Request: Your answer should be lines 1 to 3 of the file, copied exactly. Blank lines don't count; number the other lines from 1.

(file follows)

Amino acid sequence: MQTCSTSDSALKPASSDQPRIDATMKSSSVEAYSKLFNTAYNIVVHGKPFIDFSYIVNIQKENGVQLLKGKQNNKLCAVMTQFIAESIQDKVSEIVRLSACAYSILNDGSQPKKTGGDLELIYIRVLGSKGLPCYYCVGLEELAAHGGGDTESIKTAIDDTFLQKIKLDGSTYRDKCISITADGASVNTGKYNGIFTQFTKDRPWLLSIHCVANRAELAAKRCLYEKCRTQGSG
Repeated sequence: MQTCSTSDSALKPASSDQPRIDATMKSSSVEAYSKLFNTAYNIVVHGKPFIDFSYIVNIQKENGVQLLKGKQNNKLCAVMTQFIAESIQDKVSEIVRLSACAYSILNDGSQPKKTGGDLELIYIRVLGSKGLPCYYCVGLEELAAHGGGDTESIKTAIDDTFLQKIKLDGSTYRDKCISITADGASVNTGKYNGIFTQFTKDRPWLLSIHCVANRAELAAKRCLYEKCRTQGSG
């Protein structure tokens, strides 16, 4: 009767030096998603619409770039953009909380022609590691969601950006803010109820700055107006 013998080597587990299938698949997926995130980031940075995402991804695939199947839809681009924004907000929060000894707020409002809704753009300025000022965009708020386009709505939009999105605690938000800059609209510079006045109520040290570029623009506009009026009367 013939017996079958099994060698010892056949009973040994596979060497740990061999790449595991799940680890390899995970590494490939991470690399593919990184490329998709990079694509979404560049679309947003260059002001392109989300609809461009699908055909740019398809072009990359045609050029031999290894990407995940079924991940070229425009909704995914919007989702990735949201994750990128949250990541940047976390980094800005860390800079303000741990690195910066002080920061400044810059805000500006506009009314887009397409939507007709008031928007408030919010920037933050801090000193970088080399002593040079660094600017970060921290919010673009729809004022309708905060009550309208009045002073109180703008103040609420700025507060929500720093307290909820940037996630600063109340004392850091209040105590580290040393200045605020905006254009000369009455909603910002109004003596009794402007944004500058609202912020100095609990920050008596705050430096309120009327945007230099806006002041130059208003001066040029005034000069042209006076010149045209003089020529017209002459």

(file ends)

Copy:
Amino acid sequence: MQTCSTSDSALKPASSDQPRIDATMKSSSVEAYSKLFNTAYNIVVHGKPFIDFSYIVNIQKENGVQLLKGKQNNKLCAVMTQFIAESIQDKVSEIVRLSACAYSILNDGSQPKKTGGDLELIYIRVLGSKGLPCYYCVGLEELAAHGGGDTESIKTAIDDTFLQKIKLDGSTYRDKCISITADGASVNTGKYNGIFTQFTKDRPWLLSIHCVANRAELAAKRCLYEKCRTQGSG
Repeated sequence: MQTCSTSDSALKPASSDQPRIDATMKSSSVEAYSKLFNTAYNIVVHGKPFIDFSYIVNIQKENGVQLLKGKQNNKLCAVMTQFIAESIQDKVSEIVRLSACAYSILNDGSQPKKTGGDLELIYIRVLGSKGLPCYYCVGLEELAAHGGGDTESIKTAIDDTFLQKIKLDGSTYRDKCISITADGASVNTGKYNGIFTQFTKDRPWLLSIHCVANRAELAAKRCLYEKCRTQGSG
């Protein structure tokens, strides 16, 4: 009767030096998603619409770039953009909380022609590691969601950006803010109820700055107006 013998080597587990299938698949997926995130980031940075995402991804695939199947839809681009924004907000929060000894707020409002809704753009300025000022965009708020386009709505939009999105605690938000800059609209510079006045109520040290570029623009506009009026009367 013939017996079958099994060698010892056949009973040994596979060497740990061999790449595991799940680890390899995970590494490939991470690399593919990184490329998709990079694509979404560049679309947003260059002001392109989300609809461009699908055909740019398809072009990359045609050029031999290894990407995940079924991940070229425009909704995914919007989702990735949201994750990128949250990541940047976390980094800005860390800079303000741990690195910066002080920061400044810059805000500006506009009314887009397409939507007709008031928007408030919010920037933050801090000193970088080399002593040079660094600017970060921290919010673009729809004022309708905060009550309208009045002073109180703008103040609420700025507060929500720093307290909820940037996630600063109340004392850091209040105590580290040393200045605020905006254009000369009455909603910002109004003596009794402007944004500058609202912020100095609990920050008596705050430096309120009327945007230099806006002041130059208003001066040029005034000069042209006076010149045209003089020529017209002459």